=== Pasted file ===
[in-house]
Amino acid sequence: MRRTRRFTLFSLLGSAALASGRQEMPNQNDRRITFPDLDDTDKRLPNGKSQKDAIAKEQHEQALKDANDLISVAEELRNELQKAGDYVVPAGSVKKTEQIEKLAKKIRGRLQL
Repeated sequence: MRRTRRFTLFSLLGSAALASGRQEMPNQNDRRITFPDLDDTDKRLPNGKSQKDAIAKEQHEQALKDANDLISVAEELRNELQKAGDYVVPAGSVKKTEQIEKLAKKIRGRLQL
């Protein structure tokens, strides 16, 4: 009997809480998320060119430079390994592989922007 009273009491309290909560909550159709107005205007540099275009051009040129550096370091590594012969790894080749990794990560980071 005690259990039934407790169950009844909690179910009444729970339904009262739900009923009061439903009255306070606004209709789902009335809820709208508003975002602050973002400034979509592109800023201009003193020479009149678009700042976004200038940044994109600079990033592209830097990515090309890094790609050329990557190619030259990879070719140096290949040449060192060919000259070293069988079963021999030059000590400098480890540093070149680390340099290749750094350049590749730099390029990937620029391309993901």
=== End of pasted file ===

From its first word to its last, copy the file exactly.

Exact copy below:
[in-house]
Amino acid sequence: MRRTRRFTLFSLLGSAALASGRQEMPNQNDRRITFPDLDDTDKRLPNGKSQKDAIAKEQHEQALKDANDLISVAEELRNELQKAGDYVVPAGSVKKTEQIEKLAKKIRGRLQL
Repeated sequence: MRRTRRFTLFSLLGSAALASGRQEMPNQNDRRITFPDLDDTDKRLPNGKSQKDAIAKEQHEQALKDANDLISVAEELRNELQKAGDYVVPAGSVKKTEQIEKLAKKIRGRLQL
């Protein structure tokens, strides 16, 4: 009997809480998320060119430079390994592989922007 009273009491309290909560909550159709107005205007540099275009051009040129550096370091590594012969790894080749990794990560980071 005690259990039934407790169950009844909690179910009444729970339904009262739900009923009061439903009255306070606004209709789902009335809820709208508003975002602050973002400034979509592109800023201009003193020479009149678009700042976004200038940044994109600079990033592209830097990515090309890094790609050329990557190619030259990879070719140096290949040449060192060919000259070293069988079963021999030059000590400098480890540093070149680390340099290749750094350049590749730099390029990937620029391309993901």